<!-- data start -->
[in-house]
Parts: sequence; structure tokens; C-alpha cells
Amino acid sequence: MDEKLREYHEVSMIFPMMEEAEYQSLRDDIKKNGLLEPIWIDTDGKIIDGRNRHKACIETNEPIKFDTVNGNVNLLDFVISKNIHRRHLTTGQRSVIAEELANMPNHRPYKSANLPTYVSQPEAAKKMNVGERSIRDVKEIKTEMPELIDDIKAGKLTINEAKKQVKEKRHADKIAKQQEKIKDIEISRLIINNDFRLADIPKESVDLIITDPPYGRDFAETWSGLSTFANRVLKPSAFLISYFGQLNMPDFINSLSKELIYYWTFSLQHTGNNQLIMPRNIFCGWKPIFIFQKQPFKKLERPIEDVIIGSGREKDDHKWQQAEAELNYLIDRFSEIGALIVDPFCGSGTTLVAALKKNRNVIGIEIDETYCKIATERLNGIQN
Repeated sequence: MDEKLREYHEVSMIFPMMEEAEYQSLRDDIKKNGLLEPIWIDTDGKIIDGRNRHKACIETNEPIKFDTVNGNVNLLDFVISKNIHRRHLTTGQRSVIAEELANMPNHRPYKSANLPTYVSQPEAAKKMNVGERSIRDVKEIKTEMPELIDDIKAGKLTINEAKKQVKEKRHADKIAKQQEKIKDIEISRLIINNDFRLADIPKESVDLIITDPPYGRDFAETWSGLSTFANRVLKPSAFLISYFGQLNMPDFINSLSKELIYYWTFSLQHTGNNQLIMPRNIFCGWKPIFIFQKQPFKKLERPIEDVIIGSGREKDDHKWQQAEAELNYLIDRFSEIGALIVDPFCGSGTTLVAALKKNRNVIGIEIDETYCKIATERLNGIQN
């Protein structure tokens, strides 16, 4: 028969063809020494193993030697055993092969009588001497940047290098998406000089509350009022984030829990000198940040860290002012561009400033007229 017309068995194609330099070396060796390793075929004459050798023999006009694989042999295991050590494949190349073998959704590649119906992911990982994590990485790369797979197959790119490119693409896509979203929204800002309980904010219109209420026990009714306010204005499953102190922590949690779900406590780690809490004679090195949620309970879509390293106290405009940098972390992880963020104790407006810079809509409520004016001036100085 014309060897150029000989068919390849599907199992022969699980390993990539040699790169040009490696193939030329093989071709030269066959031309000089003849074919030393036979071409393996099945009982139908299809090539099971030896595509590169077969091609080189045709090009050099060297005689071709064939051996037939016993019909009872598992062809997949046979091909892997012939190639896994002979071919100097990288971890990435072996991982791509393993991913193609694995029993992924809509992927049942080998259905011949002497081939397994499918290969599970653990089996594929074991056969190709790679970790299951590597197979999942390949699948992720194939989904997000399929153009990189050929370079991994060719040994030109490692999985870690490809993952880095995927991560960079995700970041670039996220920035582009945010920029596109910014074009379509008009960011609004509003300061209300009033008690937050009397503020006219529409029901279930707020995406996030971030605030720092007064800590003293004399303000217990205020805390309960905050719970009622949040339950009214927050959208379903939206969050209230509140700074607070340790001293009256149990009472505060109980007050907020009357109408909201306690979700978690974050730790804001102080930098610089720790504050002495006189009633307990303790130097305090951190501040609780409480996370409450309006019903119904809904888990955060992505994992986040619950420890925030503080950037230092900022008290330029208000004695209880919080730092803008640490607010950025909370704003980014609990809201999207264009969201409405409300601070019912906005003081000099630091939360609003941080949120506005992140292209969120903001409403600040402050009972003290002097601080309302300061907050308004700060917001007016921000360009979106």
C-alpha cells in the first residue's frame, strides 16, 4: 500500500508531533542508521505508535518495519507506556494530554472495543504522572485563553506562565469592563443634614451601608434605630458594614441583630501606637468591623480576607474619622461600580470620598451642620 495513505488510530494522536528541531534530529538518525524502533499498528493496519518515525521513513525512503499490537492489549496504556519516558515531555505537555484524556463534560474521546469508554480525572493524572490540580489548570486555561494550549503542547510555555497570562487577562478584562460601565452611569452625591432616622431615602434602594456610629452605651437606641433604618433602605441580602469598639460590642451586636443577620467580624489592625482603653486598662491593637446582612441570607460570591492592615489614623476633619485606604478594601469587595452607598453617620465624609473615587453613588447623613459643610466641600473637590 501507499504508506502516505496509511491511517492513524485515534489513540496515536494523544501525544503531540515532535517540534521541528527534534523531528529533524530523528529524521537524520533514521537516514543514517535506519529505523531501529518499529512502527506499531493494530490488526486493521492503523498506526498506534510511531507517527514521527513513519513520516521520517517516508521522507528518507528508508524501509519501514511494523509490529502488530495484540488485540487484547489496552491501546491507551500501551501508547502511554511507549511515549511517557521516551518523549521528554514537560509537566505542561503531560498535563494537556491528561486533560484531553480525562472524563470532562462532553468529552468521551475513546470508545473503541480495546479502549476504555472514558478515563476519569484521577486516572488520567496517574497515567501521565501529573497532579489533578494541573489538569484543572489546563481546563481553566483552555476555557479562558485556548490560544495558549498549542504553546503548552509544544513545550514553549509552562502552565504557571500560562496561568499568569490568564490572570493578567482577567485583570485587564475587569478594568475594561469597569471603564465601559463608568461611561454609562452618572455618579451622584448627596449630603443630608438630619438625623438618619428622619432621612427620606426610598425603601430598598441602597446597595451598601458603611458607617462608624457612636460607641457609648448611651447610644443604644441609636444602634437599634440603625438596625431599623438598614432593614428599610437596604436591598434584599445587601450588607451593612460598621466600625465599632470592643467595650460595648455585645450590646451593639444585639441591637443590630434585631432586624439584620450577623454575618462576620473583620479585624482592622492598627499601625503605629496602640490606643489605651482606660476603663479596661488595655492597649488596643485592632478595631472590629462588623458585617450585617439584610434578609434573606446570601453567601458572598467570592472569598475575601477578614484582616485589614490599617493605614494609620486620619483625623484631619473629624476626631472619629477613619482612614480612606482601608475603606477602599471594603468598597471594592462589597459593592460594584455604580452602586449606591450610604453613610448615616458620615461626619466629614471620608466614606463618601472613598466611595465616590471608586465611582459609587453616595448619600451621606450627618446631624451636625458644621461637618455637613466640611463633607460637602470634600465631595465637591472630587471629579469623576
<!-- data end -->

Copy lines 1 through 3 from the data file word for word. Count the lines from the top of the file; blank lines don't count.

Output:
[in-house]
Parts: sequence; structure tokens; C-alpha cells
Amino acid sequence: MDEKLREYHEVSMIFPMMEEAEYQSLRDDIKKNGLLEPIWIDTDGKIIDGRNRHKACIETNEPIKFDTVNGNVNLLDFVISKNIHRRHLTTGQRSVIAEELANMPNHRPYKSANLPTYVSQPEAAKKMNVGERSIRDVKEIKTEMPELIDDIKAGKLTINEAKKQVKEKRHADKIAKQQEKIKDIEISRLIINNDFRLADIPKESVDLIITDPPYGRDFAETWSGLSTFANRVLKPSAFLISYFGQLNMPDFINSLSKELIYYWTFSLQHTGNNQLIMPRNIFCGWKPIFIFQKQPFKKLERPIEDVIIGSGREKDDHKWQQAEAELNYLIDRFSEIGALIVDPFCGSGTTLVAALKKNRNVIGIEIDETYCKIATERLNGIQN